Team Canada coach Tim Hunter says his team will have to improve their penalty kill and power play if they’re going to continue winning at the world junior championship.
The Canadians remained undefeated after two games with a 3-2 victory over Switzerland on Thursday, but they allowed a pair of power-play goals in the close win.
“Our guys were half asleep on [the penalty kill], and that’s why they scored,” Hunter said Friday morning.
Canada’s penalty kill was ranked sixth in the tournament on Friday, below the Czech Republic and Russia — two teams the hosts still need to face in the round-robin phase.
“I think the more that we work together, we’ll start to work in a tandem and work as one,” defenceman Ian Mitchell said. “It’s definitely something we need to work on, because at the end of the tournament, we can’t be giving up power-play goals like we have.”
Hunter said Canada’s power play is also a work in progress.
“These guys are still finding their way playing together, building that chemistry that the power play needs to click,” he said. “And our power play will get better when it’s needed.”
Canada’s power play was ranked fifth, capitalizing on just one of eight chances in their first two games. Sweden led the tournament heading into Friday’s games with four power-play goals on 11 opportunities.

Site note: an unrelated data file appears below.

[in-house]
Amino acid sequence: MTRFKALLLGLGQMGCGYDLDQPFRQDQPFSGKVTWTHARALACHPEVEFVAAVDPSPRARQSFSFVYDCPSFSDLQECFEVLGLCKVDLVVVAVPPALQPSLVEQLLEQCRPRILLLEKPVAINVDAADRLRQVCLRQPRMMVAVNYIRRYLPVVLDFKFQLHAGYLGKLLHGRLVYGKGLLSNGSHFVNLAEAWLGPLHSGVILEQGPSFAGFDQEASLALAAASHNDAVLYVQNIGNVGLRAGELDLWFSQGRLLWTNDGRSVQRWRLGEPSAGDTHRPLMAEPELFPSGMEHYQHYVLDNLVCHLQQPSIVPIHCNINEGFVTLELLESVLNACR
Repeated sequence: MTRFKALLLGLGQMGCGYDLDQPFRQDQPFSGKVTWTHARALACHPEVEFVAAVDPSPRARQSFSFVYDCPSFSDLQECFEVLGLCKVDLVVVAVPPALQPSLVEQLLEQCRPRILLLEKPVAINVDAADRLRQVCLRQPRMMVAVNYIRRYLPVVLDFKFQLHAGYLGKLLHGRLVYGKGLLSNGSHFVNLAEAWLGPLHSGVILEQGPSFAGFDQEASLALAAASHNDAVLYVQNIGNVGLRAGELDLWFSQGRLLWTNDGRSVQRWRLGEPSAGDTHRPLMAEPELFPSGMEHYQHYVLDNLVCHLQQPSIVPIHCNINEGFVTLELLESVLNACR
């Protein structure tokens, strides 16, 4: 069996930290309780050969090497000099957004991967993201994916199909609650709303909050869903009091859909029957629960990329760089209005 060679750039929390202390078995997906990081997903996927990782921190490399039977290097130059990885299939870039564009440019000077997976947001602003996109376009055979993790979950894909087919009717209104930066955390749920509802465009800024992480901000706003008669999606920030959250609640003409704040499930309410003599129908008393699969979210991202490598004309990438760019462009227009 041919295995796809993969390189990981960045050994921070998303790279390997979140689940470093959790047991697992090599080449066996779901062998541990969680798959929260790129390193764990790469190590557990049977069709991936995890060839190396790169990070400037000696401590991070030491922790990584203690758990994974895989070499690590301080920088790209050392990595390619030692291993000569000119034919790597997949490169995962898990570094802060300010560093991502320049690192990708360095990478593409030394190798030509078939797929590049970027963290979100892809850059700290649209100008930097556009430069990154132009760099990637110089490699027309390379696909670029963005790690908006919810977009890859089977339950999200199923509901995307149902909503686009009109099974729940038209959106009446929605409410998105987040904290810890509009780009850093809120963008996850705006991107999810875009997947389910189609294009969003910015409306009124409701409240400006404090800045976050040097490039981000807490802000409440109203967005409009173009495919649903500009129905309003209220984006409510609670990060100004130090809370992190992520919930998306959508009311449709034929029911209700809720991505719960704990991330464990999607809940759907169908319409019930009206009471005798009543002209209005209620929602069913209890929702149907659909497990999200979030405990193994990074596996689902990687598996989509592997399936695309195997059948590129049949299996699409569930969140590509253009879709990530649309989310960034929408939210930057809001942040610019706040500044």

Defenceman Evan Bouchard said Canada is getting lots of good shots on the power play but hasn’t been able to bury the puck consistently.
“I think we’re getting the looks we want. I think eventually, with our skill, the puck will start going in the net,” the Edmonton Oilers prospect said.
Still, it can be frustrating when the puck doesn’t go in, Bouchard admitted.
“But it would be even more frustrating if we weren’t getting chances,” he said. “But we are, so I think it’s going to come over time.”
Despite winning their first two games, including a 14-0 rout of Denmark on Wednesday, the Canadian athletes know the hardest work is yet to come.
Hunter told his team after Wednesday’s blowout that they aren’t as good as their friends and families tell them they are.
“We weren’t as good as a lot of people think we were in that first game. There’s still definitely room for improvement,” Bouchard said. “I think the biggest thing is to get better as the games go on. The games are going to get tougher and tougher.”
Canada will battle the Czech Republic on Saturday, then line up against the Russians on New Year’s Eve.
Both opponents boast numerous NHL prospects, including Czech right-winger Filip Zadina, who was taken sixth over all by the Red Wings in last year’s draft, and Russian left-winger Grigori Denisenko, who the Florida Panthers snatched up 15th.
The Canadians have a lot of little things to clean up as they move forward and play tougher teams in the tournament, Hunter said.
“But I’m confident in our group, confident in our coaches and our players that we’ll get better as we go along here,” he said.
“[The players] believe they’re good enough to win games, but they believe it takes everybody and they have to be consistent at it.”